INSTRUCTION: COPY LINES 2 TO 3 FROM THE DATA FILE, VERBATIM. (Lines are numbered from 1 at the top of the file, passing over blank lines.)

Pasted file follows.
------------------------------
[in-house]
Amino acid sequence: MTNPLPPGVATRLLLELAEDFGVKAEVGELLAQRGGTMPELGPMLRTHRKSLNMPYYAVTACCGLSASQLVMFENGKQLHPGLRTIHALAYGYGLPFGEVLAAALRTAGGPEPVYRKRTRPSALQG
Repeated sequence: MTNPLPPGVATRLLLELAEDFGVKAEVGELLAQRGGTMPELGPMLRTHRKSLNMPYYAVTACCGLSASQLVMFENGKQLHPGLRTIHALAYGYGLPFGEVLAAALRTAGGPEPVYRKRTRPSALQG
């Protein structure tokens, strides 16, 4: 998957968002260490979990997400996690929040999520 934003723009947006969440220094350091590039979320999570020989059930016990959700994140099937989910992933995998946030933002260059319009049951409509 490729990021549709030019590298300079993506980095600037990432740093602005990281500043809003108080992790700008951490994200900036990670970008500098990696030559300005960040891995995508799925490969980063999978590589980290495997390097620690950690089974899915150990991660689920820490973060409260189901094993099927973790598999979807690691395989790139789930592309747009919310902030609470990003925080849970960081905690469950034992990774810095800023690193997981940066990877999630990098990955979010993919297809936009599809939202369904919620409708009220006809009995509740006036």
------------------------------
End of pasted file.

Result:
Amino acid sequence: MTNPLPPGVATRLLLELAEDFGVKAEVGELLAQRGGTMPELGPMLRTHRKSLNMPYYAVTACCGLSASQLVMFENGKQLHPGLRTIHALAYGYGLPFGEVLAAALRTAGGPEPVYRKRTRPSALQG
Repeated sequence: MTNPLPPGVATRLLLELAEDFGVKAEVGELLAQRGGTMPELGPMLRTHRKSLNMPYYAVTACCGLSASQLVMFENGKQLHPGLRTIHALAYGYGLPFGEVLAAALRTAGGPEPVYRKRTRPSALQG